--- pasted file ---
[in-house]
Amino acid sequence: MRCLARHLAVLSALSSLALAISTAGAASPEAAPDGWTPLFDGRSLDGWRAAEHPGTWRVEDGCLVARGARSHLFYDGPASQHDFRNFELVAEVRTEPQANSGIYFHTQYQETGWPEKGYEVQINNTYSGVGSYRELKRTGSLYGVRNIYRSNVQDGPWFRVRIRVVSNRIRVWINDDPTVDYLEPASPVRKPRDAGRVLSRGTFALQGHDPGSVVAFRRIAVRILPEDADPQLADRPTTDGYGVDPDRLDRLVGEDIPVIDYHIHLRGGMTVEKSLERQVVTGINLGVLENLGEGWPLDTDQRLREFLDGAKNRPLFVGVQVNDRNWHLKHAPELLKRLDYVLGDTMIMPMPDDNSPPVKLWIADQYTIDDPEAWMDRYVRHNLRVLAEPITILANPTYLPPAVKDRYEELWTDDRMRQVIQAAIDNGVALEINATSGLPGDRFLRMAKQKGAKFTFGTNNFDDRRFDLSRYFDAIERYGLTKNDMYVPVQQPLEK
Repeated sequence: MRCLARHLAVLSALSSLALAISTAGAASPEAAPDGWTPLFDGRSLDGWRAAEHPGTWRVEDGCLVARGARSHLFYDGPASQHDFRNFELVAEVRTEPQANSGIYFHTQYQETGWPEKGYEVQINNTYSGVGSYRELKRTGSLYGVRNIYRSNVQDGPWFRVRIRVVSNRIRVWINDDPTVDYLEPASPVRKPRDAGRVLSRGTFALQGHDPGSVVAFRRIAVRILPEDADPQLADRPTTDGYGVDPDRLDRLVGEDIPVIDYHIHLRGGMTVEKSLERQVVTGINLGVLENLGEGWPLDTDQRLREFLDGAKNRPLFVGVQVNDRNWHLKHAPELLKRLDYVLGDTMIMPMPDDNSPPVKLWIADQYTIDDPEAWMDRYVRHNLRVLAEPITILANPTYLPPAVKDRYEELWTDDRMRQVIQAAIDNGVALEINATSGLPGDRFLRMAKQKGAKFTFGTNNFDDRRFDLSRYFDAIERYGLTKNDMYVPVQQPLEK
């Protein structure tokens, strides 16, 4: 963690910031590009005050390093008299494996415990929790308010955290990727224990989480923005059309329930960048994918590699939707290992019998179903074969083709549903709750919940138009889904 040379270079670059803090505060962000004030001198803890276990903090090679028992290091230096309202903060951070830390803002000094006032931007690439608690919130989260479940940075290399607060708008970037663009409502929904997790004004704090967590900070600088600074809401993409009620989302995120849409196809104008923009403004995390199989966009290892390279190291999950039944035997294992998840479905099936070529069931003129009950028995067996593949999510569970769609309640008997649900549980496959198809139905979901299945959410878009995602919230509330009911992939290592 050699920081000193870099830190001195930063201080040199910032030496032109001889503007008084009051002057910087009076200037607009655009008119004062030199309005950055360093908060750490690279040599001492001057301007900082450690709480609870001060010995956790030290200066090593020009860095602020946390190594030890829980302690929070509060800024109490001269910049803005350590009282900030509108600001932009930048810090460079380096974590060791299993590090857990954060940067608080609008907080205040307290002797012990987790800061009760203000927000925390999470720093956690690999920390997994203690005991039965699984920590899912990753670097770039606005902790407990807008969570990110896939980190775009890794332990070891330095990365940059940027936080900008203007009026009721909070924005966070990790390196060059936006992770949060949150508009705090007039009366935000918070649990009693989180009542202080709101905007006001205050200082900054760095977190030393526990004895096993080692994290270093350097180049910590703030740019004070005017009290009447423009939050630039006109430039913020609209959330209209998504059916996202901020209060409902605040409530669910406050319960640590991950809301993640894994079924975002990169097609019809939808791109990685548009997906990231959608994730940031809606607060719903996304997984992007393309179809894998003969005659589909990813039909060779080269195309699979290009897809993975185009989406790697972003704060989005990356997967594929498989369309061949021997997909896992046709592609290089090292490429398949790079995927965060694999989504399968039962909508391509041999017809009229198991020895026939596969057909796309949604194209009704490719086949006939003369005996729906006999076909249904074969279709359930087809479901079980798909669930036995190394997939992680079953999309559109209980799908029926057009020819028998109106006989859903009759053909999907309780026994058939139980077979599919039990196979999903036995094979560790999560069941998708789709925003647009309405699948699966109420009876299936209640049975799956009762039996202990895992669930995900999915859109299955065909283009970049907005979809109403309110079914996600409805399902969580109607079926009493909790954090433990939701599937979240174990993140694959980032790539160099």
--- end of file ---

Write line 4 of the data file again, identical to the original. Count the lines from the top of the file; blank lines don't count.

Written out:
């Protein structure tokens, strides 16, 4: 963690910031590009005050390093008299494996415990929790308010955290990727224990989480923005059309329930960048994918590699939707290992019998179903074969083709549903709750919940138009889904 040379270079670059803090505060962000004030001198803890276990903090090679028992290091230096309202903060951070830390803002000094006032931007690439608690919130989260479940940075290399607060708008970037663009409502929904997790004004704090967590900070600088600074809401993409009620989302995120849409196809104008923009403004995390199989966009290892390279190291999950039944035997294992998840479905099936070529069931003129009950028995067996593949999510569970769609309640008997649900549980496959198809139905979901299945959410878009995602919230509330009911992939290592 050699920081000193870099830190001195930063201080040199910032030496032109001889503007008084009051002057910087009076200037607009655009008119004062030199309005950055360093908060750490690279040599001492001057301007900082450690709480609870001060010995956790030290200066090593020009860095602020946390190594030890829980302690929070509060800024109490001269910049803005350590009282900030509108600001932009930048810090460079380096974590060791299993590090857990954060940067608080609008907080205040307290002797012990987790800061009760203000927000925390999470720093956690690999920390997994203690005991039965699984920590899912990753670097770039606005902790407990807008969570990110896939980190775009890794332990070891330095990365940059940027936080900008203007009026009721909070924005966070990790390196060059936006992770949060949150508009705090007039009366935000918070649990009693989180009542202080709101905007006001205050200082900054760095977190030393526990004895096993080692994290270093350097180049910590703030740019004070005017009290009447423009939050630039006109430039913020609209959330209209998504059916996202901020209060409902605040409530669910406050319960640590991950809301993640894994079924975002990169097609019809939808791109990685548009997906990231959608994730940031809606607060719903996304997984992007393309179809894998003969005659589909990813039909060779080269195309699979290009897809993975185009989406790697972003704060989005990356997967594929498989369309061949021997997909896992046709592609290089090292490429398949790079995927965060694999989504399968039962909508391509041999017809009229198991020895026939596969057909796309949604194209009704490719086949006939003369005996729906006999076909249904074969279709359930087809479901079980798909669930036995190394997939992680079953999309559109209980799908029926057009020819028998109106006989859903009759053909999907309780026994058939139980077979599919039990196979999903036995094979560790999560069941998708789709925003647009309405699948699966109420009876299936209640049975799956009762039996202990895992669930995900999915859109299955065909283009970049907005979809109403309110079914996600409805399902969580109607079926009493909790954090433990939701599937979240174990993140694959980032790539160099």